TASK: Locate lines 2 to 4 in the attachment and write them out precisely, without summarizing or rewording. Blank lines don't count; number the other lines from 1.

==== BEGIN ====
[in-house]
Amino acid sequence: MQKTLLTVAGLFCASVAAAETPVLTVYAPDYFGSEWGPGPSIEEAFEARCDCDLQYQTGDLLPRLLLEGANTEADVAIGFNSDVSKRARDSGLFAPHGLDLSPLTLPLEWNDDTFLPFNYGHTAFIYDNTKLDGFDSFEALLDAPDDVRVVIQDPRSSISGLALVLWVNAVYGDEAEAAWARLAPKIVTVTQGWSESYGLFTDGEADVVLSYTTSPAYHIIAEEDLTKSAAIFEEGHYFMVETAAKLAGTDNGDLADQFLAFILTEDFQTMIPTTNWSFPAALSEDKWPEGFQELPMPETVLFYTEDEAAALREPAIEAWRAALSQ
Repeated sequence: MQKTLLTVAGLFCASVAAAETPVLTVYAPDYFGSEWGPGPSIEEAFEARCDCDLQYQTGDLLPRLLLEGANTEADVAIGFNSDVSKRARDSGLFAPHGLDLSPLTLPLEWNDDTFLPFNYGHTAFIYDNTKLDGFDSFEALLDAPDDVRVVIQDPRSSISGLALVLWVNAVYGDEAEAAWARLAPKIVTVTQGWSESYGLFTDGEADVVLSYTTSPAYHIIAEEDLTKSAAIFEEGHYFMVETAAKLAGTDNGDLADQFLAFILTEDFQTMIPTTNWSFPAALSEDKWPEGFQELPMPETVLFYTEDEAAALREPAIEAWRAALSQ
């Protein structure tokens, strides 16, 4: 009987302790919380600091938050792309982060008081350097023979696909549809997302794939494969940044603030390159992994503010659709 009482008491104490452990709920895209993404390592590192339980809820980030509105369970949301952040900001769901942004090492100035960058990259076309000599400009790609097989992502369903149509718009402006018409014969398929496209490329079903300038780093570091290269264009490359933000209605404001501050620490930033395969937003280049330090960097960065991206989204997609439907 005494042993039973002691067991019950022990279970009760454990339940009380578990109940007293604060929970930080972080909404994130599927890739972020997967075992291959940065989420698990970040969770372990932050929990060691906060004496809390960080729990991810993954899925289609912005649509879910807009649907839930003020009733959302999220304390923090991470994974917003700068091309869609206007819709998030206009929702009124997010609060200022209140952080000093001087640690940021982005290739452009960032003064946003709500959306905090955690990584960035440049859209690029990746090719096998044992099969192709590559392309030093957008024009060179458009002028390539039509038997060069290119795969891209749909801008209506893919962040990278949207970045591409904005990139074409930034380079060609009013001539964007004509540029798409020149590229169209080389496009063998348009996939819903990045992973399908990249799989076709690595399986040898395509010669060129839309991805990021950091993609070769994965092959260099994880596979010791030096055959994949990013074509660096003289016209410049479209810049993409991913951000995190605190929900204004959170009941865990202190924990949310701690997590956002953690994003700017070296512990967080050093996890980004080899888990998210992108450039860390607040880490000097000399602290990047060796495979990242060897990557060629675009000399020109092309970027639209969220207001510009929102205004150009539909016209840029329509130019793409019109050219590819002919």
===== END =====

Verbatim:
Amino acid sequence: MQKTLLTVAGLFCASVAAAETPVLTVYAPDYFGSEWGPGPSIEEAFEARCDCDLQYQTGDLLPRLLLEGANTEADVAIGFNSDVSKRARDSGLFAPHGLDLSPLTLPLEWNDDTFLPFNYGHTAFIYDNTKLDGFDSFEALLDAPDDVRVVIQDPRSSISGLALVLWVNAVYGDEAEAAWARLAPKIVTVTQGWSESYGLFTDGEADVVLSYTTSPAYHIIAEEDLTKSAAIFEEGHYFMVETAAKLAGTDNGDLADQFLAFILTEDFQTMIPTTNWSFPAALSEDKWPEGFQELPMPETVLFYTEDEAAALREPAIEAWRAALSQ
Repeated sequence: MQKTLLTVAGLFCASVAAAETPVLTVYAPDYFGSEWGPGPSIEEAFEARCDCDLQYQTGDLLPRLLLEGANTEADVAIGFNSDVSKRARDSGLFAPHGLDLSPLTLPLEWNDDTFLPFNYGHTAFIYDNTKLDGFDSFEALLDAPDDVRVVIQDPRSSISGLALVLWVNAVYGDEAEAAWARLAPKIVTVTQGWSESYGLFTDGEADVVLSYTTSPAYHIIAEEDLTKSAAIFEEGHYFMVETAAKLAGTDNGDLADQFLAFILTEDFQTMIPTTNWSFPAALSEDKWPEGFQELPMPETVLFYTEDEAAALREPAIEAWRAALSQ
């Protein structure tokens, strides 16, 4: 009987302790919380600091938050792309982060008081350097023979696909549809997302794939494969940044603030390159992994503010659709 009482008491104490452990709920895209993404390592590192339980809820980030509105369970949301952040900001769901942004090492100035960058990259076309000599400009790609097989992502369903149509718009402006018409014969398929496209490329079903300038780093570091290269264009490359933000209605404001501050620490930033395969937003280049330090960097960065991206989204997609439907 005494042993039973002691067991019950022990279970009760454990339940009380578990109940007293604060929970930080972080909404994130599927890739972020997967075992291959940065989420698990970040969770372990932050929990060691906060004496809390960080729990991810993954899925289609912005649509879910807009649907839930003020009733959302999220304390923090991470994974917003700068091309869609206007819709998030206009929702009124997010609060200022209140952080000093001087640690940021982005290739452009960032003064946003709500959306905090955690990584960035440049859209690029990746090719096998044992099969192709590559392309030093957008024009060179458009002028390539039509038997060069290119795969891209749909801008209506893919962040990278949207970045591409904005990139074409930034380079060609009013001539964007004509540029798409020149590229169209080389496009063998348009996939819903990045992973399908990249799989076709690595399986040898395509010669060129839309991805990021950091993609070769994965092959260099994880596979010791030096055959994949990013074509660096003289016209410049479209810049993409991913951000995190605190929900204004959170009941865990202190924990949310701690997590956002953690994003700017070296512990967080050093996890980004080899888990998210992108450039860390607040880490000097000399602290990047060796495979990242060897990557060629675009000399020109092309970027639209969220207001510009929102205004150009539909016209840029329509130019793409019109050219590819002919």